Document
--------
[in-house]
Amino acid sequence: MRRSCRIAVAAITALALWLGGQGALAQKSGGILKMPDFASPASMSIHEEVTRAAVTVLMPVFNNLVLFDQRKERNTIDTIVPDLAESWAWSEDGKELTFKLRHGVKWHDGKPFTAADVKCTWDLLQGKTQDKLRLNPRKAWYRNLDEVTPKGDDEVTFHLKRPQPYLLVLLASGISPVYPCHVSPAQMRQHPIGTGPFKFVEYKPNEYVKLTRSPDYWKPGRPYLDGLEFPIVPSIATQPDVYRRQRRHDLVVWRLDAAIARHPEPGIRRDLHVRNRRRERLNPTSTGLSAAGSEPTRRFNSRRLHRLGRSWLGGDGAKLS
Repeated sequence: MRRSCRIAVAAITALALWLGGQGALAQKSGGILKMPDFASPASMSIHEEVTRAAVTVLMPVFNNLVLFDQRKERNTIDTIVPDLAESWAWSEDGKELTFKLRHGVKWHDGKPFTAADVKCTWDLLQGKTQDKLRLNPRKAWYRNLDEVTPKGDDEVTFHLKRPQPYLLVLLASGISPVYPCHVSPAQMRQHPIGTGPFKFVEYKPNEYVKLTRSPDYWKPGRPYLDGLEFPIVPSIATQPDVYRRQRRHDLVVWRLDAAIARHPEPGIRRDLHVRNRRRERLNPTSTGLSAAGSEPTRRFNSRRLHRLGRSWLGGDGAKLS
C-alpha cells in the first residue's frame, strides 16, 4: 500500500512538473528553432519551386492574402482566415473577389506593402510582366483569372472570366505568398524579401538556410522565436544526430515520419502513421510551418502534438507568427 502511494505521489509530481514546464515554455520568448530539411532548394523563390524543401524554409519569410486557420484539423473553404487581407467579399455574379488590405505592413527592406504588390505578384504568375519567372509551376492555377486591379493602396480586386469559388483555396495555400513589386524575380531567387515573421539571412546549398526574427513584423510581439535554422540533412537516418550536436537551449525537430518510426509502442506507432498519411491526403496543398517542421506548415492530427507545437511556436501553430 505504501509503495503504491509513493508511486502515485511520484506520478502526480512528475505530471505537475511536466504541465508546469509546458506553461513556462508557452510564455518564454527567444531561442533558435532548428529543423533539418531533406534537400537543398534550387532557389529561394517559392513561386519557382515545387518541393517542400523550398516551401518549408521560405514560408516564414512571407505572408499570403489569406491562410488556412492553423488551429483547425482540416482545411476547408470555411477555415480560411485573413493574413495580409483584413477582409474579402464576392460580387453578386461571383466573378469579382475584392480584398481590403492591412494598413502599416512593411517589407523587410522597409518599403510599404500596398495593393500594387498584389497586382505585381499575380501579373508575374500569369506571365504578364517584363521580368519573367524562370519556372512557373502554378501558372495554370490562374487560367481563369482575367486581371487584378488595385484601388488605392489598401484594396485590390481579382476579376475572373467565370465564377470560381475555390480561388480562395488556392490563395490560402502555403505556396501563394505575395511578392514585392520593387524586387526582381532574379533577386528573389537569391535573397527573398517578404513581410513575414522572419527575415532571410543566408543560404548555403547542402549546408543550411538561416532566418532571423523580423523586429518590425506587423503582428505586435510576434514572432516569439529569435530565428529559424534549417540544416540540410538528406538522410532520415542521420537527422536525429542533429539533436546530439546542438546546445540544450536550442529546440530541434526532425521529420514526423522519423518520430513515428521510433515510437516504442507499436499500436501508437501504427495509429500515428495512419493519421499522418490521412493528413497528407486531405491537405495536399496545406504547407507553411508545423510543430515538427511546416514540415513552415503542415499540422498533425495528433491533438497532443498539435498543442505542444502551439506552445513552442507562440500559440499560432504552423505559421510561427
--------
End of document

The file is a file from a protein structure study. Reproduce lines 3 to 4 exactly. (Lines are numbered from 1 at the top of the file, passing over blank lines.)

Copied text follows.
Repeated sequence: MRRSCRIAVAAITALALWLGGQGALAQKSGGILKMPDFASPASMSIHEEVTRAAVTVLMPVFNNLVLFDQRKERNTIDTIVPDLAESWAWSEDGKELTFKLRHGVKWHDGKPFTAADVKCTWDLLQGKTQDKLRLNPRKAWYRNLDEVTPKGDDEVTFHLKRPQPYLLVLLASGISPVYPCHVSPAQMRQHPIGTGPFKFVEYKPNEYVKLTRSPDYWKPGRPYLDGLEFPIVPSIATQPDVYRRQRRHDLVVWRLDAAIARHPEPGIRRDLHVRNRRRERLNPTSTGLSAAGSEPTRRFNSRRLHRLGRSWLGGDGAKLS
C-alpha cells in the first residue's frame, strides 16, 4: 500500500512538473528553432519551386492574402482566415473577389506593402510582366483569372472570366505568398524579401538556410522565436544526430515520419502513421510551418502534438507568427 502511494505521489509530481514546464515554455520568448530539411532548394523563390524543401524554409519569410486557420484539423473553404487581407467579399455574379488590405505592413527592406504588390505578384504568375519567372509551376492555377486591379493602396480586386469559388483555396495555400513589386524575380531567387515573421539571412546549398526574427513584423510581439535554422540533412537516418550536436537551449525537430518510426509502442506507432498519411491526403496543398517542421506548415492530427507545437511556436501553430 505504501509503495503504491509513493508511486502515485511520484506520478502526480512528475505530471505537475511536466504541465508546469509546458506553461513556462508557452510564455518564454527567444531561442533558435532548428529543423533539418531533406534537400537543398534550387532557389529561394517559392513561386519557382515545387518541393517542400523550398516551401518549408521560405514560408516564414512571407505572408499570403489569406491562410488556412492553423488551429483547425482540416482545411476547408470555411477555415480560411485573413493574413495580409483584413477582409474579402464576392460580387453578386461571383466573378469579382475584392480584398481590403492591412494598413502599416512593411517589407523587410522597409518599403510599404500596398495593393500594387498584389497586382505585381499575380501579373508575374500569369506571365504578364517584363521580368519573367524562370519556372512557373502554378501558372495554370490562374487560367481563369482575367486581371487584378488595385484601388488605392489598401484594396485590390481579382476579376475572373467565370465564377470560381475555390480561388480562395488556392490563395490560402502555403505556396501563394505575395511578392514585392520593387524586387526582381532574379533577386528573389537569391535573397527573398517578404513581410513575414522572419527575415532571410543566408543560404548555403547542402549546408543550411538561416532566418532571423523580423523586429518590425506587423503582428505586435510576434514572432516569439529569435530565428529559424534549417540544416540540410538528406538522410532520415542521420537527422536525429542533429539533436546530439546542438546546445540544450536550442529546440530541434526532425521529420514526423522519423518520430513515428521510433515510437516504442507499436499500436501508437501504427495509429500515428495512419493519421499522418490521412493528413497528407486531405491537405495536399496545406504547407507553411508545423510543430515538427511546416514540415513552415503542415499540422498533425495528433491533438497532443498539435498543442505542444502551439506552445513552442507562440500559440499560432504552423505559421510561427